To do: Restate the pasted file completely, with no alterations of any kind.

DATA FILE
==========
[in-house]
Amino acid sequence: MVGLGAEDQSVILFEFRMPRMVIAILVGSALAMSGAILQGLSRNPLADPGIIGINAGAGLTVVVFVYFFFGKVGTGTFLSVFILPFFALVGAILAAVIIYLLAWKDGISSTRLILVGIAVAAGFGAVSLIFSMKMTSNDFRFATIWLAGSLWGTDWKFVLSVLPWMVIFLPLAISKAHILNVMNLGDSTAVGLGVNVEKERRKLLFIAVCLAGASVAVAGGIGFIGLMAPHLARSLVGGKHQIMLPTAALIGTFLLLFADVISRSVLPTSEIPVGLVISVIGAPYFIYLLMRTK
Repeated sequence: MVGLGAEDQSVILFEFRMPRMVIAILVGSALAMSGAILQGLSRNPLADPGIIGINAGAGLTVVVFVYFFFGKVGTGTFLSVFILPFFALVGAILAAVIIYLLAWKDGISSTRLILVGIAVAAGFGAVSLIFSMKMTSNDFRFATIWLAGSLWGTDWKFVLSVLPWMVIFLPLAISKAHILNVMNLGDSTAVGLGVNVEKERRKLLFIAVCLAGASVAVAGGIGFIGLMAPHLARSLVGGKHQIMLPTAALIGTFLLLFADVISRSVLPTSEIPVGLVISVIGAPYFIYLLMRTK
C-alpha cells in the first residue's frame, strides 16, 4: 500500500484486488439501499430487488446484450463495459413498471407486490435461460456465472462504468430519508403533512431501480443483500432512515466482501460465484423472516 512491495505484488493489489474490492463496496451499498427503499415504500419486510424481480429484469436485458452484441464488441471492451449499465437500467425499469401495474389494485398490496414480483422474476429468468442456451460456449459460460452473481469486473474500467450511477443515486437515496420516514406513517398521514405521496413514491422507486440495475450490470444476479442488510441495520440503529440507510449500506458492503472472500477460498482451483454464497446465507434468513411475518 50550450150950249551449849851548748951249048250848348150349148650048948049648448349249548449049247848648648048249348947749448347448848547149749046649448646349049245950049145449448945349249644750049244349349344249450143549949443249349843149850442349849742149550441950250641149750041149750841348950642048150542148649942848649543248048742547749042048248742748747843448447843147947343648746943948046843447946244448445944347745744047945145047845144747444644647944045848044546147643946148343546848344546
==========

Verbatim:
[in-house]
Amino acid sequence: MVGLGAEDQSVILFEFRMPRMVIAILVGSALAMSGAILQGLSRNPLADPGIIGINAGAGLTVVVFVYFFFGKVGTGTFLSVFILPFFALVGAILAAVIIYLLAWKDGISSTRLILVGIAVAAGFGAVSLIFSMKMTSNDFRFATIWLAGSLWGTDWKFVLSVLPWMVIFLPLAISKAHILNVMNLGDSTAVGLGVNVEKERRKLLFIAVCLAGASVAVAGGIGFIGLMAPHLARSLVGGKHQIMLPTAALIGTFLLLFADVISRSVLPTSEIPVGLVISVIGAPYFIYLLMRTK
Repeated sequence: MVGLGAEDQSVILFEFRMPRMVIAILVGSALAMSGAILQGLSRNPLADPGIIGINAGAGLTVVVFVYFFFGKVGTGTFLSVFILPFFALVGAILAAVIIYLLAWKDGISSTRLILVGIAVAAGFGAVSLIFSMKMTSNDFRFATIWLAGSLWGTDWKFVLSVLPWMVIFLPLAISKAHILNVMNLGDSTAVGLGVNVEKERRKLLFIAVCLAGASVAVAGGIGFIGLMAPHLARSLVGGKHQIMLPTAALIGTFLLLFADVISRSVLPTSEIPVGLVISVIGAPYFIYLLMRTK
C-alpha cells in the first residue's frame, strides 16, 4: 500500500484486488439501499430487488446484450463495459413498471407486490435461460456465472462504468430519508403533512431501480443483500432512515466482501460465484423472516 512491495505484488493489489474490492463496496451499498427503499415504500419486510424481480429484469436485458452484441464488441471492451449499465437500467425499469401495474389494485398490496414480483422474476429468468442456451460456449459460460452473481469486473474500467450511477443515486437515496420516514406513517398521514405521496413514491422507486440495475450490470444476479442488510441495520440503529440507510449500506458492503472472500477460498482451483454464497446465507434468513411475518 50550450150950249551449849851548748951249048250848348150349148650048948049648448349249548449049247848648648048249348947749448347448848547149749046649448646349049245950049145449448945349249644750049244349349344249450143549949443249349843149850442349849742149550441950250641149750041149750841348950642048150542148649942848649543248048742547749042048248742748747843448447843147947343648746943948046843447946244448445944347745744047945145047845144747444644647944045848044546147643946148343546848344546